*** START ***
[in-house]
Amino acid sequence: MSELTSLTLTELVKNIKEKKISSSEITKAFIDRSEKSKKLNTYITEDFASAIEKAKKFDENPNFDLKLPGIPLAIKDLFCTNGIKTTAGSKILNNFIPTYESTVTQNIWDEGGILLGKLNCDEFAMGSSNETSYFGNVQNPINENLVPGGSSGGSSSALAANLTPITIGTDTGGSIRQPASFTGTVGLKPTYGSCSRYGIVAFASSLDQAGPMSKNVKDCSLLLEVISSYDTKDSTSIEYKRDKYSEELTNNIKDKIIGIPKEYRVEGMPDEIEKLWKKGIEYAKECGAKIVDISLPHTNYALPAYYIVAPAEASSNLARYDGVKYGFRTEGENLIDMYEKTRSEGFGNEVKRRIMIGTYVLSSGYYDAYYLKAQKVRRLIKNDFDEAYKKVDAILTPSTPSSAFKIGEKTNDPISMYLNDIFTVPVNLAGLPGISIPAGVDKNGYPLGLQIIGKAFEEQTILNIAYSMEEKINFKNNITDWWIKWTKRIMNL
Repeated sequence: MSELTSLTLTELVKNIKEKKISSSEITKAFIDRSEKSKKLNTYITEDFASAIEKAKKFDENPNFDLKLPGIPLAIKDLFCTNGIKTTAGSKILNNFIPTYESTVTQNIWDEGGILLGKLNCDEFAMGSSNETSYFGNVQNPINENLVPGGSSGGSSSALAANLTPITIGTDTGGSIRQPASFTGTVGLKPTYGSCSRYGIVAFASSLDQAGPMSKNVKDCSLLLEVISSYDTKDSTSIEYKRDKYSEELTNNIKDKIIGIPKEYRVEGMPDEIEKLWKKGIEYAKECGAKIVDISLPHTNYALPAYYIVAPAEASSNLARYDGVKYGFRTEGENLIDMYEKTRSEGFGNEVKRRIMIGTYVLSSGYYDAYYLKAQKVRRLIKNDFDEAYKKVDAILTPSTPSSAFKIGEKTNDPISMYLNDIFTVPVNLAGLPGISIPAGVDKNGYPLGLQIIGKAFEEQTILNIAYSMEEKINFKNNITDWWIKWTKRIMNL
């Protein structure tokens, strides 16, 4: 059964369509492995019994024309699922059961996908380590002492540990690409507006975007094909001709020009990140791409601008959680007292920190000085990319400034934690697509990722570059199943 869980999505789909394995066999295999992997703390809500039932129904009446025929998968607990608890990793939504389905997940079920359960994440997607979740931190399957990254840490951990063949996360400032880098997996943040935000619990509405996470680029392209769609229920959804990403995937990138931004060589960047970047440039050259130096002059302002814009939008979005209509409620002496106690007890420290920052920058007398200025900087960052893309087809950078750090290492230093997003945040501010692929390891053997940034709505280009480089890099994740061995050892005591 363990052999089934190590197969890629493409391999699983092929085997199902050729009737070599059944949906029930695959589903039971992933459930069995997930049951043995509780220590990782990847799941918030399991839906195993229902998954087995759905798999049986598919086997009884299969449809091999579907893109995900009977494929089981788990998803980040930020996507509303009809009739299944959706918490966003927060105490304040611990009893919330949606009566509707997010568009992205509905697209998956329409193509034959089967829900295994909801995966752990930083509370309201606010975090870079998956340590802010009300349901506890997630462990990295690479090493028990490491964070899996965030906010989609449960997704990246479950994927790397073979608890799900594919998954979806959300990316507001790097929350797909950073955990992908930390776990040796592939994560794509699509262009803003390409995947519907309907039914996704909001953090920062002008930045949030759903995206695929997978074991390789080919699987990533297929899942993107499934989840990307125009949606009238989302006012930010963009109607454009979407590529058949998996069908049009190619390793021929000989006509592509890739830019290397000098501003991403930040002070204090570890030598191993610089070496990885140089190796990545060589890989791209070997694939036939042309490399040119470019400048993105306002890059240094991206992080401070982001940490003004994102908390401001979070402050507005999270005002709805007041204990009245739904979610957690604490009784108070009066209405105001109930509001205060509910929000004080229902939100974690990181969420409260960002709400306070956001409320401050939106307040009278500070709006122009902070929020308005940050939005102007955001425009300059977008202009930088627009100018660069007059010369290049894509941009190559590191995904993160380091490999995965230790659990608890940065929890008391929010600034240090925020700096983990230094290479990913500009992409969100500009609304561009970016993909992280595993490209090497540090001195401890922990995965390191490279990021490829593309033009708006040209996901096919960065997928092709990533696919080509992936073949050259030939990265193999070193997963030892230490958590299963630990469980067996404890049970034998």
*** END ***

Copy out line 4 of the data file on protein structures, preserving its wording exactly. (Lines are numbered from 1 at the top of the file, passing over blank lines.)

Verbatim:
């Protein structure tokens, strides 16, 4: 059964369509492995019994024309699922059961996908380590002492540990690409507006975007094909001709020009990140791409601008959680007292920190000085990319400034934690697509990722570059199943 869980999505789909394995066999295999992997703390809500039932129904009446025929998968607990608890990793939504389905997940079920359960994440997607979740931190399957990254840490951990063949996360400032880098997996943040935000619990509405996470680029392209769609229920959804990403995937990138931004060589960047970047440039050259130096002059302002814009939008979005209509409620002496106690007890420290920052920058007398200025900087960052893309087809950078750090290492230093997003945040501010692929390891053997940034709505280009480089890099994740061995050892005591 363990052999089934190590197969890629493409391999699983092929085997199902050729009737070599059944949906029930695959589903039971992933459930069995997930049951043995509780220590990782990847799941918030399991839906195993229902998954087995759905798999049986598919086997009884299969449809091999579907893109995900009977494929089981788990998803980040930020996507509303009809009739299944959706918490966003927060105490304040611990009893919330949606009566509707997010568009992205509905697209998956329409193509034959089967829900295994909801995966752990930083509370309201606010975090870079998956340590802010009300349901506890997630462990990295690479090493028990490491964070899996965030906010989609449960997704990246479950994927790397073979608890799900594919998954979806959300990316507001790097929350797909950073955990992908930390776990040796592939994560794509699509262009803003390409995947519907309907039914996704909001953090920062002008930045949030759903995206695929997978074991390789080919699987990533297929899942993107499934989840990307125009949606009238989302006012930010963009109607454009979407590529058949998996069908049009190619390793021929000989006509592509890739830019290397000098501003991403930040002070204090570890030598191993610089070496990885140089190796990545060589890989791209070997694939036939042309490399040119470019400048993105306002890059240094991206992080401070982001940490003004994102908390401001979070402050507005999270005002709805007041204990009245739904979610957690604490009784108070009066209405105001109930509001205060509910929000004080229902939100974690990181969420409260960002709400306070956001409320401050939106307040009278500070709006122009902070929020308005940050939005102007955001425009300059977008202009930088627009100018660069007059010369290049894509941009190559590191995904993160380091490999995965230790659990608890940065929890008391929010600034240090925020700096983990230094290479990913500009992409969100500009609304561009970016993909992280595993490209090497540090001195401890922990995965390191490279990021490829593309033009708006040209996901096919960065997928092709990533696919080509992936073949050259030939990265193999070193997963030892230490958590299963630990469980067996404890049970034998």